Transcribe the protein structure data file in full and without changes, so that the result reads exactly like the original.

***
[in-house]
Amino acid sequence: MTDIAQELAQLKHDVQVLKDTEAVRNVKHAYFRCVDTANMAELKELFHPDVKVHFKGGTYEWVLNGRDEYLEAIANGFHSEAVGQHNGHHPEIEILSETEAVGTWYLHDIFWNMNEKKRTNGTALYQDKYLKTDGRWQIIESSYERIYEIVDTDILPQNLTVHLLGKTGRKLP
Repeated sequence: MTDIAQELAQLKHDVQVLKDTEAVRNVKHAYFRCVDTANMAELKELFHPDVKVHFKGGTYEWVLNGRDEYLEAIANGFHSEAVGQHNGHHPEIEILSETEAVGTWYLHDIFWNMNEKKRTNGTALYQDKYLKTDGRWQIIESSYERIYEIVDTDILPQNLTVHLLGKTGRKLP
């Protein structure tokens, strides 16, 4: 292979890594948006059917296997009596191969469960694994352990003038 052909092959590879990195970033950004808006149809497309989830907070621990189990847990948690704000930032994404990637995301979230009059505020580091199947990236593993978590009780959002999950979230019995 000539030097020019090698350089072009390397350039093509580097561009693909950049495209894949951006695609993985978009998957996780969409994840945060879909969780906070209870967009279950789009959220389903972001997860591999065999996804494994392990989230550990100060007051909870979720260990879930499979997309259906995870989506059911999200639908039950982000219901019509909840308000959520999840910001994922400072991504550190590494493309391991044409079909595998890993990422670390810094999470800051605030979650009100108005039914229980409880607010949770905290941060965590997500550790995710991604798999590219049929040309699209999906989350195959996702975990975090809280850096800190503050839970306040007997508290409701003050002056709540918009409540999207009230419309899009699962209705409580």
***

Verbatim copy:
[in-house]
Amino acid sequence: MTDIAQELAQLKHDVQVLKDTEAVRNVKHAYFRCVDTANMAELKELFHPDVKVHFKGGTYEWVLNGRDEYLEAIANGFHSEAVGQHNGHHPEIEILSETEAVGTWYLHDIFWNMNEKKRTNGTALYQDKYLKTDGRWQIIESSYERIYEIVDTDILPQNLTVHLLGKTGRKLP
Repeated sequence: MTDIAQELAQLKHDVQVLKDTEAVRNVKHAYFRCVDTANMAELKELFHPDVKVHFKGGTYEWVLNGRDEYLEAIANGFHSEAVGQHNGHHPEIEILSETEAVGTWYLHDIFWNMNEKKRTNGTALYQDKYLKTDGRWQIIESSYERIYEIVDTDILPQNLTVHLLGKTGRKLP
């Protein structure tokens, strides 16, 4: 292979890594948006059917296997009596191969469960694994352990003038 052909092959590879990195970033950004808006149809497309989830907070621990189990847990948690704000930032994404990637995301979230009059505020580091199947990236593993978590009780959002999950979230019995 000539030097020019090698350089072009390397350039093509580097561009693909950049495209894949951006695609993985978009998957996780969409994840945060879909969780906070209870967009279950789009959220389903972001997860591999065999996804494994392990989230550990100060007051909870979720260990879930499979997309259906995870989506059911999200639908039950982000219901019509909840308000959520999840910001994922400072991504550190590494493309391991044409079909595998890993990422670390810094999470800051605030979650009100108005039914229980409880607010949770905290941060965590997500550790995710991604798999590219049929040309699209999906989350195959996702975990975090809280850096800190503050839970306040007997508290409701003050002056709540918009409540999207009230419309899009699962209705409580």